- Listen. Listen to your students, your peers and your administrators. Even better solicit their opinions. Seek feedback from your students and open up your classroom to other teachers and seek their feedback. Which leads me to...
- Have faith in yourself though. Some veteran teachers will try to convince you that your ideas are too grandiose, they won't work or that you'll bang your head against the wall when it fails. You were hired because you bring something unique to your school, and your administrators want other teachers to learn from you.
- Asking questions and sharing your struggles and issues are NOT a sign of weakness but rather a strength.
- It all comes down to relationships. Focus on building relationships with your students. Take the time to get to know who your students are beyond your classroom. The more you know about your students the more likely they are to learn and the more likely they're going to forgive your mistakes--and there will be plenty of them.
- Be creative in creating lessons. Don't rely on "that's how I was taught" or the ancillary (cookie cutter) lessons and materials provided by your textbooks.
- Go one step further in lesson planning. It's always better to have too much than not enough. Some learning activities will fail and you'll be better off starting something new. Others will not take as much time as you expected. But, the learning activity is not of high-quality, you're better off not using it.
- Fess up when you make mistakes. Take responsibility for your actions. Again, don't be too proud to admit your errors.
- Don't be afraid to let your students know who you are. No, you shouldn't be sharing overly personal details, but students want to know who you are.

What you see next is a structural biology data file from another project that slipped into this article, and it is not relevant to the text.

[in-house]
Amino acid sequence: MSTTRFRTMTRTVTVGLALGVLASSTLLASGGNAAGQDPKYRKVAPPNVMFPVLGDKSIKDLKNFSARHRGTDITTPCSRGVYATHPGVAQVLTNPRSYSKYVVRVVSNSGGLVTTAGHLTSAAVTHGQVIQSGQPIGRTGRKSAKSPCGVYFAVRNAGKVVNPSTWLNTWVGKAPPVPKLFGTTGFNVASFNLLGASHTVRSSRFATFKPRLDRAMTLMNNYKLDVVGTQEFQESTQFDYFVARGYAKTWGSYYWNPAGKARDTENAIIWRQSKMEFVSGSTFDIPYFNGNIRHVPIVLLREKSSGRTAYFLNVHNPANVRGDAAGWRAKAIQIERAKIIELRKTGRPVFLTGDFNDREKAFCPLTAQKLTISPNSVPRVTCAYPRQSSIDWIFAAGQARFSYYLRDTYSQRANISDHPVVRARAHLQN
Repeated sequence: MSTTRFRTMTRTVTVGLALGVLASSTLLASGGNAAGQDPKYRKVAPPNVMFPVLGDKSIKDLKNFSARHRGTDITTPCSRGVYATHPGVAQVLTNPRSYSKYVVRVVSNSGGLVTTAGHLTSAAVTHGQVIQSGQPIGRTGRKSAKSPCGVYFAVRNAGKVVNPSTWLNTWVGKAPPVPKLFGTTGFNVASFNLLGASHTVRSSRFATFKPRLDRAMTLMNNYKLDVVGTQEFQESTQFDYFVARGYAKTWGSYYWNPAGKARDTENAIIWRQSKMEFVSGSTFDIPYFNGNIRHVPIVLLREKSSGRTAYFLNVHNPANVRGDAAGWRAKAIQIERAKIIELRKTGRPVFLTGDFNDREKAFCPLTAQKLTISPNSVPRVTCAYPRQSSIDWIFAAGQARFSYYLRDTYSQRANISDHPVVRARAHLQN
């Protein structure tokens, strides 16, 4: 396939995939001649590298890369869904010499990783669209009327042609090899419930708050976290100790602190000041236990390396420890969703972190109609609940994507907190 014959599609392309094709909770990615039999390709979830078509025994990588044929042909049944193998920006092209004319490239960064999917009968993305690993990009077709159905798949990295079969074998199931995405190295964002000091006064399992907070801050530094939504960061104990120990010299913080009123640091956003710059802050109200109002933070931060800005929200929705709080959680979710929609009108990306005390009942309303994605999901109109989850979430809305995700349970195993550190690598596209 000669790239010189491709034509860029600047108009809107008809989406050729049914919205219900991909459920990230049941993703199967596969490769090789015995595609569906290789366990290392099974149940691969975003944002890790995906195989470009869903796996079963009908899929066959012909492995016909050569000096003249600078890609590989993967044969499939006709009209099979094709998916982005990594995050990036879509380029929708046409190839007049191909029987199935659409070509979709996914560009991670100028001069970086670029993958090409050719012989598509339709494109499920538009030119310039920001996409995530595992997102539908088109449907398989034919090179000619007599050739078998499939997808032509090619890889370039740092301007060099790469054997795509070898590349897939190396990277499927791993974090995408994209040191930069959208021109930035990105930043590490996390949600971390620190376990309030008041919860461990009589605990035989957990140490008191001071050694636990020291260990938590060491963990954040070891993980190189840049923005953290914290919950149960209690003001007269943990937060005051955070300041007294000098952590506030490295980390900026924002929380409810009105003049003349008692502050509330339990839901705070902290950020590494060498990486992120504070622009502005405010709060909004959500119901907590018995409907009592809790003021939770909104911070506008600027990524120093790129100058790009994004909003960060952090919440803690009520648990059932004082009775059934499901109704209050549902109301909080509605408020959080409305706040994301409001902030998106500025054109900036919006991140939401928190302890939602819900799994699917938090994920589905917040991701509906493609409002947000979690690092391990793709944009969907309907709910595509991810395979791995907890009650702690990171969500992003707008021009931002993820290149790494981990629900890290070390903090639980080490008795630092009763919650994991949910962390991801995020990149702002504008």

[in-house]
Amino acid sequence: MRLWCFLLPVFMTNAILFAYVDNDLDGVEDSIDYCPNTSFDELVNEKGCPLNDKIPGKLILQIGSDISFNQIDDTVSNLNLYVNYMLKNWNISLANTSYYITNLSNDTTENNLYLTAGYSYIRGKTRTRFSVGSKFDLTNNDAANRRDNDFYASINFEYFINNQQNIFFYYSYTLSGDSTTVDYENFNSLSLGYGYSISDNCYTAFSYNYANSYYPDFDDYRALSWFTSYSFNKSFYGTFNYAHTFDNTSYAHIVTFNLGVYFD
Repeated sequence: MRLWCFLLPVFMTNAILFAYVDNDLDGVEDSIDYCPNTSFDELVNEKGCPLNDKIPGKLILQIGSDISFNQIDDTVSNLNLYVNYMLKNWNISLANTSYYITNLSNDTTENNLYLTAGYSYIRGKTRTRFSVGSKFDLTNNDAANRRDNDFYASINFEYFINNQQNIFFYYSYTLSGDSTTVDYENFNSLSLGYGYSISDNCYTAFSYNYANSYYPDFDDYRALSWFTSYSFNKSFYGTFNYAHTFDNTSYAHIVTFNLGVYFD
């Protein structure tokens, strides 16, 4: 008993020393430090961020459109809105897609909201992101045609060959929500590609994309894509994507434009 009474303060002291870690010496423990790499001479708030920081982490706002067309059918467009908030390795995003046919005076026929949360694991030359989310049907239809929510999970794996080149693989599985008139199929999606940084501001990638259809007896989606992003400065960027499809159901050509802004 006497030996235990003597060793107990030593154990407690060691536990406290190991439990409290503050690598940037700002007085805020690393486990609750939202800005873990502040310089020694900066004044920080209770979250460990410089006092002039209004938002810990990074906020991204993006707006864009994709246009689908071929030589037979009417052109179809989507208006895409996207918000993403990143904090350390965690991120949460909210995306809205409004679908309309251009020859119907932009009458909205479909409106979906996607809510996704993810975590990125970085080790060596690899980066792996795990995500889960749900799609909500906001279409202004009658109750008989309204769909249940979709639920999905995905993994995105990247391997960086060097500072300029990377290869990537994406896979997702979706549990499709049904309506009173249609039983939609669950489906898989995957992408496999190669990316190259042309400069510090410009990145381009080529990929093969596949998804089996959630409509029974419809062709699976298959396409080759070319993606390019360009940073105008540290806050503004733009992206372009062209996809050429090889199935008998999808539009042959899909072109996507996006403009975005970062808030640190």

- Just say "No." As a first-year, single teacher living in Virginia for the first time, I didn't have much of a social life, but I spent far too much time at school. In addition to lesson planning, grading, contacting parents, and coaching, I was asked--and always answered, "sure"--to chaperone every dance, serve on various committees, participate in after-school IEPs, etc. While I learned a lot about teaching and my students, it's important to take time for yourself.
- Trust your instincts. Don't spend time second-guessing and over-worrying about student discipline. Naturally, I doubted myself far too often. Again your primary focus should be on building student relationships followed by lesson planning and providing feedback. Yes, classroom management is important, but it only happens when you've built the relationships with students and created solid lessons.
- Keep Learning. I had a pretty good first year. My students enjoyed my class, liked me and learned. But looking back at my first year as a teacher, I was maybe 1/1,000th of the teacher I became. You'll stumble plenty; that's OK. Just reflect and learn every day. For me, my 30 minute commute home provided me with the opportunity to reflect and improve, but for some a blog, a journal or talking to a colleague might better serve your needs.
Sunday, August 10, 2014
11 Things I Wish I Had Known As A First-Year Teacher
Twenty years ago I began my teaching career. As a first-year teacher I felt confident--borderline arrogant and cocky--in my abilities. I was in for a reality check and to this day I almost feel as if I need to apologize to my students for my inadequacies.